Surprise Trump Victory Commands UK Twitter Conversation

In one of the most tumultuous outcomes in US political history, Republican candidate Donald Trump stormed to victory in the US presidential election last night – and UK Tweeters certainly had a lot to say on the matter. In our 24/7 tracking for the whole of Tuesday, UK Tweeters sent over 1.05 million Tweets about the nail-biting election night, which created 312.4M Impressions on Twitter.

The political proceedings were certainly at the forefront of Tweeters’ minds, with the US Election tracking stealing an 80.7 % share of all 24/7 Social TV interaction for the whole of Tuesday. Tweeters had a steady stream of commentary to accompany the night’s events, with Tweeters sending an average of 734 UK Tweets every minute, with each Tweet creating an average of nearly 300 Impressions!

Unsurprisingly, the most-mentioned word in our Tag Cloud for Tuesday’s 24/7 period was “Trump”, with over 399,000 mentions. “Clinton” and “Hilary” were fifth and sixth most-mentioned respectively, with 131,172 mentions and 91,374.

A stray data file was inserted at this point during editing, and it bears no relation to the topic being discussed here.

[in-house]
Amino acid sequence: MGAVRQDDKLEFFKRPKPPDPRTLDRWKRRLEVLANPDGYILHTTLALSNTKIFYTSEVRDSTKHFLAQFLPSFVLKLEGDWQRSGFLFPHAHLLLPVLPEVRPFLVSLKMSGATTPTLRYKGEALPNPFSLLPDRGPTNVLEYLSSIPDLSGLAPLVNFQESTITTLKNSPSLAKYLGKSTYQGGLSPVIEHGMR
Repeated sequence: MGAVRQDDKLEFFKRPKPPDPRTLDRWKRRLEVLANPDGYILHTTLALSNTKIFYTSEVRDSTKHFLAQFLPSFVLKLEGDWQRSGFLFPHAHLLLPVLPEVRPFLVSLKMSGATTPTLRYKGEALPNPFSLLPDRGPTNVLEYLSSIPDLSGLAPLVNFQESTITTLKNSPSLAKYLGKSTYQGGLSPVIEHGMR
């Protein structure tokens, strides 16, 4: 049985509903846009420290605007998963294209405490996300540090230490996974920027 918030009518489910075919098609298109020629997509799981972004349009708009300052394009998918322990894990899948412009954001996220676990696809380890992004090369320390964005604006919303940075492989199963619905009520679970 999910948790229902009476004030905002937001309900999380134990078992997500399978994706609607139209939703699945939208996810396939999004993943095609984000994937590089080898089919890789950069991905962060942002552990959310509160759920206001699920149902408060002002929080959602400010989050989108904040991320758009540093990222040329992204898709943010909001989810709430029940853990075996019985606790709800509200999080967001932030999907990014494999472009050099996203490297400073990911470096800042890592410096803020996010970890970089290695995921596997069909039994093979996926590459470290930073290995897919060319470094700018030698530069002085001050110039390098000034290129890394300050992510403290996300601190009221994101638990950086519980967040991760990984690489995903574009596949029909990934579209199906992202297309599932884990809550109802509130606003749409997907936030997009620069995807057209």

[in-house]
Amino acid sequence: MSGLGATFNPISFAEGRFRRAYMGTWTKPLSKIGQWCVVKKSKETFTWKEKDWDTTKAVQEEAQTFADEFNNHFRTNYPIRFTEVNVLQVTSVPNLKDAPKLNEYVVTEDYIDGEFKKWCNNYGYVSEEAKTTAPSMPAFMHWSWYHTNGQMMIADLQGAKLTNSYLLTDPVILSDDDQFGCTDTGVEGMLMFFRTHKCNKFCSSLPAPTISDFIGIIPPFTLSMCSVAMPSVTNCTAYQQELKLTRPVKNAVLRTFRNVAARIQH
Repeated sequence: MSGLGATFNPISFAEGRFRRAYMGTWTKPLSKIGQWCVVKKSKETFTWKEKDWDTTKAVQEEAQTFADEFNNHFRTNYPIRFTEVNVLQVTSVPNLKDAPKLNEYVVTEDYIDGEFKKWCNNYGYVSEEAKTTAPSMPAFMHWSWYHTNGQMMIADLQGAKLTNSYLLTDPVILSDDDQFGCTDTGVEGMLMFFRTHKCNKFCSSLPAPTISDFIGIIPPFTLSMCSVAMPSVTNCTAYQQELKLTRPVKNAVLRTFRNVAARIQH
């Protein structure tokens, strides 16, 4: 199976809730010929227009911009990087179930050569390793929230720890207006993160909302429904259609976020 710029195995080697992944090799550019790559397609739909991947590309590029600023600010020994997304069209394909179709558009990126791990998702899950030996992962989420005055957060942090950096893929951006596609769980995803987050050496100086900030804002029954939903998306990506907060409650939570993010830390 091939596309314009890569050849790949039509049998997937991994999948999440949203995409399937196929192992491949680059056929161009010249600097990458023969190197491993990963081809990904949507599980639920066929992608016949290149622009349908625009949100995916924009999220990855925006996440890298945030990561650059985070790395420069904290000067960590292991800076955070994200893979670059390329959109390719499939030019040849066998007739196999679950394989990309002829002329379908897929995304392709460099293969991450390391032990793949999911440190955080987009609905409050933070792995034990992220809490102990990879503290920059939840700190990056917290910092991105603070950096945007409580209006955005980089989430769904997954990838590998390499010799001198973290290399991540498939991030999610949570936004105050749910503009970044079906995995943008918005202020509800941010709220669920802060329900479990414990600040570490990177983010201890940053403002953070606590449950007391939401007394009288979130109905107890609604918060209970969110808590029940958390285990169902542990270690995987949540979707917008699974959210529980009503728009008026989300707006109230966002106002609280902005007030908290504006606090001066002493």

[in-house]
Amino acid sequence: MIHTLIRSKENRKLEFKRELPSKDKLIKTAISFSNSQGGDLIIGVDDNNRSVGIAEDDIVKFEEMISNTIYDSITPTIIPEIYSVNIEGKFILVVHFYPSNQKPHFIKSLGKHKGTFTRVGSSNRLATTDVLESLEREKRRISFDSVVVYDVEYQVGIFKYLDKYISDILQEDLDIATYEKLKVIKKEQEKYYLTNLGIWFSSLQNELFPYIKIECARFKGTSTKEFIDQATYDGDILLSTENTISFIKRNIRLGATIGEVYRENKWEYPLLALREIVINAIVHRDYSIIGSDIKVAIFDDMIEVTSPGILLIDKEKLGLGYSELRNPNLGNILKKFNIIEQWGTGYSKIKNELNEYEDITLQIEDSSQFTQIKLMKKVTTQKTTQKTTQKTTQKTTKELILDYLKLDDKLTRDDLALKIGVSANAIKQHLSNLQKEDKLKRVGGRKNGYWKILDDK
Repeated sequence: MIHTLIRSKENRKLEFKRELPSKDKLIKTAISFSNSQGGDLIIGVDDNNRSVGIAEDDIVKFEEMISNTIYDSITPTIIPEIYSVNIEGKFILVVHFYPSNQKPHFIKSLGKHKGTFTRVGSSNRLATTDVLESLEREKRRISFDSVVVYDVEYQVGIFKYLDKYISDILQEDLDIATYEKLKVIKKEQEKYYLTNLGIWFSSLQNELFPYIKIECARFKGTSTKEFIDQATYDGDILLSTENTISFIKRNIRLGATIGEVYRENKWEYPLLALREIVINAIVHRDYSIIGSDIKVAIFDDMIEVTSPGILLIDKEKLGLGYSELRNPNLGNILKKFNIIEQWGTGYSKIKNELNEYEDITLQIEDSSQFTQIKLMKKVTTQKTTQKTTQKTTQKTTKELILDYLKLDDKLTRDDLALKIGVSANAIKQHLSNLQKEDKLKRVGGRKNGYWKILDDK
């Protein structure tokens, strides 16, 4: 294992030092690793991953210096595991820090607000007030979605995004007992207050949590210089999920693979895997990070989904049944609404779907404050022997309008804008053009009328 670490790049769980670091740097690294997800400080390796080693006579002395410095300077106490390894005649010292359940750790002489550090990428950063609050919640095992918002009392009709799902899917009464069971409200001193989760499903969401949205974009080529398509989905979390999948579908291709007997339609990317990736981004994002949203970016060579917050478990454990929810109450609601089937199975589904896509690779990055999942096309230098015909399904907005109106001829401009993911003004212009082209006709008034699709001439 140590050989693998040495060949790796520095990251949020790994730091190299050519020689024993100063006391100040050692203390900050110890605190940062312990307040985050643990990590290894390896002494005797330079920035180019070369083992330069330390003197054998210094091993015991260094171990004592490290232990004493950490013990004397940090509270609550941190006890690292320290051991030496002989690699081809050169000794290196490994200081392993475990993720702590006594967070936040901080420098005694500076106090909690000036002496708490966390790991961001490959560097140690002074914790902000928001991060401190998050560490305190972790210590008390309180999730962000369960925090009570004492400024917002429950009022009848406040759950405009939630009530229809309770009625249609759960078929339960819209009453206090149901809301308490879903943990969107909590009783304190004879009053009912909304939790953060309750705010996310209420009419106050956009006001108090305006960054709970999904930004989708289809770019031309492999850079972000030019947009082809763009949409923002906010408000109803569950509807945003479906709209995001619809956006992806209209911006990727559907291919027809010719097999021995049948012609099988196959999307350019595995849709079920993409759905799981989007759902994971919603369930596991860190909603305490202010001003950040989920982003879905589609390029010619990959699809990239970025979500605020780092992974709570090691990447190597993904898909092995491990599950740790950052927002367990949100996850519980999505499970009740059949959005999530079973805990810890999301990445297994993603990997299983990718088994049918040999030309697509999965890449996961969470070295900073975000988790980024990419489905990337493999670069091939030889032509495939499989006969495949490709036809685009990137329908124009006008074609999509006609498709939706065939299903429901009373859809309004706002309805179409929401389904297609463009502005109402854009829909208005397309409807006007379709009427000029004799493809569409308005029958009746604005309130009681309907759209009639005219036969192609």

The two presidential candidates’ official Twitter handles were also the top most-mentioned handles during our tracking: Trump’s was top with over 30,011 interactions, and Hillary’s second with 16,828.

The peak moment of UK Twitter activity occurred just before 5:00am GMT (00:00 EST) shortly after the state of Georgia was called for Trump, meaning the Republican presidential hopeful required just 16 more Electoral College votes to surpass the 270 required to secure the White House. This single minute saw a peak of 2,491 Tweets sent by UK Tweeters in 60 seconds.

Male UK Tweeters were more vocal on Twitter as the historic night unfurled, with 59.4% of UK Tweets originating from men, and 40.6% from women. However, we often see an even more pronounced male gender-split in Social TV interaction around political programming (for shows such as BBC Question Time and Newsnight), suggesting female political Tweeters may have actually been more engaged on this particular night.

With Social Media still reeling from yet another shock political result that none of the pollsters predicted, Donald Trump’s victory is sure to remain high on the agenda for UK Tweeters over the coming days.

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